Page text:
Questions raised over ballot count

COUNT CLARIFICATION: Council candidates called on the VEC to clarify the vote counting process ahead of this week's council elections.

COUNT CLARIFICATION: Council candidates called on the VEC to clarify the vote counting process ahead of this week's council elections.

A Bendigo councillor has raised concerns about the how votes will be counted at this week’s local government elections. 

Eppalock Ward councillor Helen Leach foreshadowed a protest by candidates at a Victorian Electoral Commission information session tonight, questioning the security of the upcoming vote count. 

She said a number of candidates had interpreted information provided by the VEC to mean ballot papers would be opened days before they were entered into the data base by the processors. 

“I’m still waiting to have the process confirmed,” Cr Leach said this afternoon.

“But I do hope no actual ballot papers are opened until the minute they are entered into database.

“That is my hope and I would be voicing protest if that were not the case.” 

A VEC spokesperson said counting activities for the Greater Bendigo City Council elections had been carefully planned and scheduled to “ensure the security and integrity of ballot papers at all stages of the count”.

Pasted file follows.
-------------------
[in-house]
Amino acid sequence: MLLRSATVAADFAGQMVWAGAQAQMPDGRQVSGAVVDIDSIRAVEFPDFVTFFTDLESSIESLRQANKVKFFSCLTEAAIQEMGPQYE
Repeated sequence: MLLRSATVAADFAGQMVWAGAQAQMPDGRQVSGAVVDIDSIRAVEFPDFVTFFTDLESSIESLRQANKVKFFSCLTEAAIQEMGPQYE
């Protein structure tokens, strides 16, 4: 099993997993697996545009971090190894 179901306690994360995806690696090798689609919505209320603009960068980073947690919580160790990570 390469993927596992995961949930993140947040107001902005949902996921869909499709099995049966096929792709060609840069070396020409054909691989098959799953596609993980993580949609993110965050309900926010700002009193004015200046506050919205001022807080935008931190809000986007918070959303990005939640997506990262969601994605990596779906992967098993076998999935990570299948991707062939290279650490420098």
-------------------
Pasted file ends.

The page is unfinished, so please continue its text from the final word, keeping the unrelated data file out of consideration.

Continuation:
The spokesperson said the local returning officer would begin opening the declaration envelopes containing ballot papers from next Monday through to next Friday. 

“Before declaration envelopes are opened, the declaration flap with the voters details are removed, separated and stored securely—this ensures the secrecy of each vote,” the spokesperson said.

“Candidates are entitled to have scrutineers present whilst flaps are removed, declaration envelopes are opened and ballot papers extracted.”

The spokesperson said ballot papers were not entered into the VEC’s computer count application until “all votes have been extracted and reconciled” on October 28.

In the interim, the ballot papers would be placed in sealed security boxes at the end of each day. The seal numbers would be recorded by the returning officer and scrutineers could note the seal numbers.

“Candidates are entitled to have scrutineers present at any time where ballot papers, or envelopes containing ballot papers, are handled by election staff,” The spokesperson said.

“There is never any time where scrutineers can’t witness the handling of ballot papers by election staff and the sealing and storage of ballot papers.”

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